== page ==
The Flames Took So Much.
She Can’t Lose Her Father As Well.
Meg Townsend and her sister, Sylvie, seek a quiet existence managing the family bookshop. Meg feels responsible for caring for their father, Stephen, whose spirit and health are both damaged from his time as a prisoner during the Civil War. Her one escape is the paintings she creates and sells in the bookshop.
Then the Great Fire sweeps through Chicago’s business district. The fiery explosions and chaos stir up memories of war for Stephen as he runs from the blaze and becomes separated from his daughters. Days later, when the smoke has cleared, Meg and Sylvie manage to reunite with him. Their home and shop are lost, and what’s left among the ashes may be even more threatening than the flames, for they learn that a close friend was murdered the night of the fire–and Stephen has been charged with the crime. After he is committed to the Cook County Insane Asylum, where they cannot visit him, Stephen feels as lost to them as the shop that now lies in rubble.
Though homeless and suddenly unemployed, Meg must not only gather the pieces of her shattered life but prove the truth of what happened that night, before the asylum truly drives her father mad.
Disclaimer: Although I received a copy of this book from the author and the publisher, the words and opinions below are my own.
The Civil War might’ve ended in 1865, but its impact was felt long after.
In 1871, Civil War veterans and their families were still dealing with the ravages of war on the human psyche. What we might recognize today as PTSD was then observed merely as insanity. In many cases, the easiest answer was to lock the sufferers in insane asylums and highly medicate them. That is the fear Meg and Sylvie have for their father, a former prisoner of the notorious Andersonville, in Jocelyn Green’s new novel.
Veiled in Smoke starts 10 days before the Great Fire. These chapters introduce the major players of the piece and describes their lives in the Windy City. I read these passages with a sense of foreboding. I knew these places and people would be irreparably changed by the flames. The older men were of frail mind, while one of the younger men was full of guilt because he couldn’t serve. The hardships each person had faced leading up to the fire shaped them into the beings they’d become by October 1871. When the fire finally arrives, I also felt their despair and urgency as they attempted to escape the flames.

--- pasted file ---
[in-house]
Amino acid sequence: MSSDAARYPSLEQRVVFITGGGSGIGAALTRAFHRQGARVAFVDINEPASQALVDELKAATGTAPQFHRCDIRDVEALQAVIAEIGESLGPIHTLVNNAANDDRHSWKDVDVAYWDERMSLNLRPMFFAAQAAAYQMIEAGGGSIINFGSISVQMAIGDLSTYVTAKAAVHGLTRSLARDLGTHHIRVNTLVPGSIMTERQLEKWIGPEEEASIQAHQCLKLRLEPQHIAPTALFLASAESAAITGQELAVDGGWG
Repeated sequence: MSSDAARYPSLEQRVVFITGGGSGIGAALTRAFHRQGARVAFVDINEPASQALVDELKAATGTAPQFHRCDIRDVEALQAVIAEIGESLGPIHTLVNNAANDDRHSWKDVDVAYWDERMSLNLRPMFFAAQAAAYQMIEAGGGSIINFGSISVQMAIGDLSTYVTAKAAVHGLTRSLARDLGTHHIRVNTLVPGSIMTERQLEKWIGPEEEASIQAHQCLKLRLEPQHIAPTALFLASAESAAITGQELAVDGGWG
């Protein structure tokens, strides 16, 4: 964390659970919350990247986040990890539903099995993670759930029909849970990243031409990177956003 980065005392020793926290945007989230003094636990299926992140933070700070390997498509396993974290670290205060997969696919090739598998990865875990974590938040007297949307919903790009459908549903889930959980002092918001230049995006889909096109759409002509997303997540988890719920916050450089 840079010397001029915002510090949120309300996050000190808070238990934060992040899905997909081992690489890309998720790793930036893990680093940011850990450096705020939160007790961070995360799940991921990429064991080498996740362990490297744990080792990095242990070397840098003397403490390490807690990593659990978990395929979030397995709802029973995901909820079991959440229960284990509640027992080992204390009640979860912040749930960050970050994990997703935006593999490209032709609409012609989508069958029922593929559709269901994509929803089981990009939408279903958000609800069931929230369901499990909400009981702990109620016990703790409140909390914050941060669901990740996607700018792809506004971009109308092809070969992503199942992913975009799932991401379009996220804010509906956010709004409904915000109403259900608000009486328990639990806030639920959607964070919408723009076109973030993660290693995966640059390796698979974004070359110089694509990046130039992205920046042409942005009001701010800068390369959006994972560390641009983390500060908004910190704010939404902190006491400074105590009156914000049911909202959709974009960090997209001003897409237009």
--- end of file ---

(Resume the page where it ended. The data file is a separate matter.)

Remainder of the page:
The fire is obviously the focus of this first book in the Windy City Saga, but it’s so much more than that. This is a novel about the plight of the veteran, and their families. While Stephen survived Andersonville, his friend was a prison camp guard in the north. During the novel, we meet veterans missing limbs, Confederate soldiers who took an oath to the Union and were then disowned by family, and men locked away for having PTSD. As a military wife, Green “gets it” and portrays each character in a sympathetic light. This then, is not only the story of a city being rebuilt but of man’s attempt to rebuild his/herself. And, because this is a Christian fiction novel, we see how trust and faith in God can assist with that. As one character says to another: “Your refinement comes not from charm school or polite society, but from coming through the fire.” The fire is the testing placed on us all.
Jocelyn Green inspires faith and courage as the award-winning and bestselling author of numerous fiction and nonfiction books, including The Mark of the King; Wedded to War; and The 5 Love Languages Military Edition, which she coauthored with bestselling author Dr. Gary Chapman. Her books have garnered starred reviews from Booklist and Publishers Weekly, and have been honored with the Christy Award, the gold medal from the Military Writers Society of America, and the Golden Scroll Award from the Advanced Writers & Speakers Association. She graduated from Taylor University in Upland, Indiana, with a B.A. in English, concentration in writing. She loves Mexican food, Broadway musicals, strawberry rhubarb pie, the color red, and reading with a cup of tea. Jocelyn lives with her husband Rob and two children in Cedar Falls, Iowa.
Jocelyn Green’s Website https://www.jocelyngreen.com/
Publisher: Bethany House (a division of Baker Publishing)
Publication Date: 04 February 2020